Home >Opinion >Columns >Opinion | It’s time Brazil and India gave trade ties a turboboost

Brazilian president Jair Bolsonaro is on a visit to India as Indian Prime Minister Narendra Modi’s chief guest for Republic Day. What can we expect when the leader of South America’s largest nation visits South Asia’s largest country?

The two leaders will announce the usual sorts of accords ranging from Brazilian agricultural exports to cooperation in cybersecurity, technology and medicine. There will surely be speeches about friendship, and the need for developing nations to strengthen their global bargaining positions. This is positive and modestly advances relations.

But let us hope that the leaders bring larger ambitions to achieve a more enduring transformation. I have been privileged to visit India and Brazil many times, advising global companies on their commercial goals in both countries. And I see two unexpectedly similar countries that deserve to be essential partners in the 21st century.

It can be hard to appreciate the similarities between the two countries, as the differences predominate. One has a history dating back thousands of years, anciently settled and a true cradle of civilization. The other is a much younger country that still feels like a frontier nation pushing into its hinterland. They share little in common ethnically or religiously and, other than tiny Goa, no common language. Soccer and cricket could not be more different.

And yet, the differences mask enormous similarities. Both countries are vigorous democracies, where political parties form and merge and divide in a continual kaleidoscope. The press in both countries is robust, free and quite feisty. Politicians in both countries are free-wheeling and quick to speak out, and yet bureaucrats can be narrow and slow to the point of paralysis. States are politically influential and economically powerful, and commercial success often requires engagement at both the national and state levels.

Rich in human resources, both economies are driven by expanding middle classes clamouring for improved public services. Consumers in both are value-conscious, demanding durability and affordability.

I am convinced that a business executive who can succeed in Brazil producing durable products for a demanding and cost-conscious consumer could succeed in India equally well. And vice versa.

And yet, actual commerce between the nations is minuscule. Total trade stands at an underwhelming $7 billion, barely up from 2004 when for the last time a Brazilian head of state attended Republic Day, standing at $1.5 billion. Meanwhile, Brazil’s trade with China has ballooned from $4 billion to over $100 billion in the same period. And India’s trade with China hovers at around $90 billion. Clearly, money is being left on the table as far as India-Brazil trade goes.

So what can Modi and Bolsonaro do to help their businesses and their economies realize more of their potential?

Agribusiness is the most immediate and obvious opportunity. Complementary growing seasons and sizeable internal markets make the two countries ideally suited for partnerships in agriculture. India-based Shree Renuka Sugars is leveraging year-round sugar crushing in both countries to become one of the largest global sugar producers. Promoting Brazilian ethanol exports to India will be a major aim of President Bolsonaro. In exchange, Brazil is poised to help Indian farmers implement a more efficient ethanol programme that reduces reliance on subsidies and helps improve urban India’s air quality.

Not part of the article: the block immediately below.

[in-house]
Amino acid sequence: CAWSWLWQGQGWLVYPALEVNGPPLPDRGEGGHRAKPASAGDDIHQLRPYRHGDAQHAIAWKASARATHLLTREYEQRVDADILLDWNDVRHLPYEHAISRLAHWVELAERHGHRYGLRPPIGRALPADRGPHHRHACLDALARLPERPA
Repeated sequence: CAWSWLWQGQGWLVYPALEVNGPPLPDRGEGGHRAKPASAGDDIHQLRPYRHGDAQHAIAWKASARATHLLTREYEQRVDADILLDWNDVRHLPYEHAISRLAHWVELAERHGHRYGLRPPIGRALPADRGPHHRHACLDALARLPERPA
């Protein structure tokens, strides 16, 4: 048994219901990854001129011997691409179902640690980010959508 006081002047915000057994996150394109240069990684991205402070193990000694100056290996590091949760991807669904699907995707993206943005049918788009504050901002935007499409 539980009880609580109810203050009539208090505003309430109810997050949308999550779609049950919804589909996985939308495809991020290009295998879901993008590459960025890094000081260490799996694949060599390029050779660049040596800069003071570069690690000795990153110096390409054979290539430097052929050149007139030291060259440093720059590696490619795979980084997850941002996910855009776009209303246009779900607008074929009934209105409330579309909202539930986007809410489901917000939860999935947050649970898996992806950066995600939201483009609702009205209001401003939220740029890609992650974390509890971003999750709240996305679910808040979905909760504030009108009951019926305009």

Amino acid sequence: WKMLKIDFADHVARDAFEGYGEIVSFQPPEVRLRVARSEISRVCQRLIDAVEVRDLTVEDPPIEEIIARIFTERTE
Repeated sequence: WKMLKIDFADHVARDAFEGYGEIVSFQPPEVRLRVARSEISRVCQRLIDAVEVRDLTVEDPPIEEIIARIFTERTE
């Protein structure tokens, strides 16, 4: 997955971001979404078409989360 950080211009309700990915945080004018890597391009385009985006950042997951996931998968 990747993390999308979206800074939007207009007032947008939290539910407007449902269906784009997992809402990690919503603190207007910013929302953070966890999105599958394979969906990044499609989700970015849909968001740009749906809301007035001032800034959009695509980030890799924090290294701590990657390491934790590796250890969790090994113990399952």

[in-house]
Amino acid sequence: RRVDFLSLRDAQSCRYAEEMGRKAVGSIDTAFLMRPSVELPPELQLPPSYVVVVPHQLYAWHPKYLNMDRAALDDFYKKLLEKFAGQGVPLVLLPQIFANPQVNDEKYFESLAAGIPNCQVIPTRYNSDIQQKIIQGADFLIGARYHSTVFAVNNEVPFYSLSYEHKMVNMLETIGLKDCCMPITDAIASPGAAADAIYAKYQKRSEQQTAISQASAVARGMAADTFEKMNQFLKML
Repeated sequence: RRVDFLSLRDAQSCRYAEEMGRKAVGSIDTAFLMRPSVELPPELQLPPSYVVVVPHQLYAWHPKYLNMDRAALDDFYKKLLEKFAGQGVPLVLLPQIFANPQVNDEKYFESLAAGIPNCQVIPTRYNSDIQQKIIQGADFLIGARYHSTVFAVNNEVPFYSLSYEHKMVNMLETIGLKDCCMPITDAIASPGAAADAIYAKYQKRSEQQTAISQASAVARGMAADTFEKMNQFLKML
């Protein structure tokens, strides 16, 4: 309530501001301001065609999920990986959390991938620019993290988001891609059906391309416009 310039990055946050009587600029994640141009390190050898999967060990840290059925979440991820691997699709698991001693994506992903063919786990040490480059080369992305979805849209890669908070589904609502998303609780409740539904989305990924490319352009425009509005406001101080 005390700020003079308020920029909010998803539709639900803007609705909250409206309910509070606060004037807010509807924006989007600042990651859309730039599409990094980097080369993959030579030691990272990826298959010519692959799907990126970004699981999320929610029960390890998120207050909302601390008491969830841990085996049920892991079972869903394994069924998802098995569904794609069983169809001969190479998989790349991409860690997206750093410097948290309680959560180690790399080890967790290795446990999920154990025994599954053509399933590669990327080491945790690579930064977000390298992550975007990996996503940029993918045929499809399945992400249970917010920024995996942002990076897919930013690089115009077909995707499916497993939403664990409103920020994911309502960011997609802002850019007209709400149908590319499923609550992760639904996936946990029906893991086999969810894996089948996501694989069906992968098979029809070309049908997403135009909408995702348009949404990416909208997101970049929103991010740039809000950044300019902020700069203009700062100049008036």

Beyond ethanol, opportunities abound in clean energy. Despite scepticism in both over the costs that developing countries may have to bear to combat climate change, Modi and Bolsonaro have set laudable goals for expanding the use of solar power. Each could benefit from a cross-fertilization of investment in solar power.

Or take electric vehicles, where Tata Marcopolo is already a promising collaboration. Brazil’s Marcopolo, a bus manufacturer, formed a joint venture with India’s Tata Motors to produce buses and coaches for the Indian market.

Changing trade policies are also creating momentum for collaboration. Brazil under Bolsonaro is turning its back on protectionism and forging new trade alliances. This shift, dovetailing with India’s withdrawal from Asia’s Regional Comprehensive Economic Partnership, opens a pathway for a new India-Brazil trade framework. Preferential treatment for each country’s goods would benefit the large multinationals in São Paulo and Mumbai, as well as small and medium-sized firms in Belo Horizonte and Curitiba, Hyderabad and Chandigarh.

Many of these small and medium-sized firms are providing innovative solutions to meet the demands of the middle classes in both countries. These firms are reshaping access to financial products and services through digital payments, microinsurance and online banking, to the benefit of entrepreneurs and small business owners.

Brazil and India are overdue for realizing the potential that exists between these formidable nations. When Modi and Bolsonaro hold talks, let us hope they are able to advance a meaningful commercial partnership that will launch more Tata Marcopolos, open the eyes of business leaders to new opportunities, and introduce a broader range of products to consumers in both countries. It is time for both leaders to look in the mirror and help each country see itself in the other, to the benefit of both.

Nelson W. Cunningham is president of McLarty Associates, a global strategy firm

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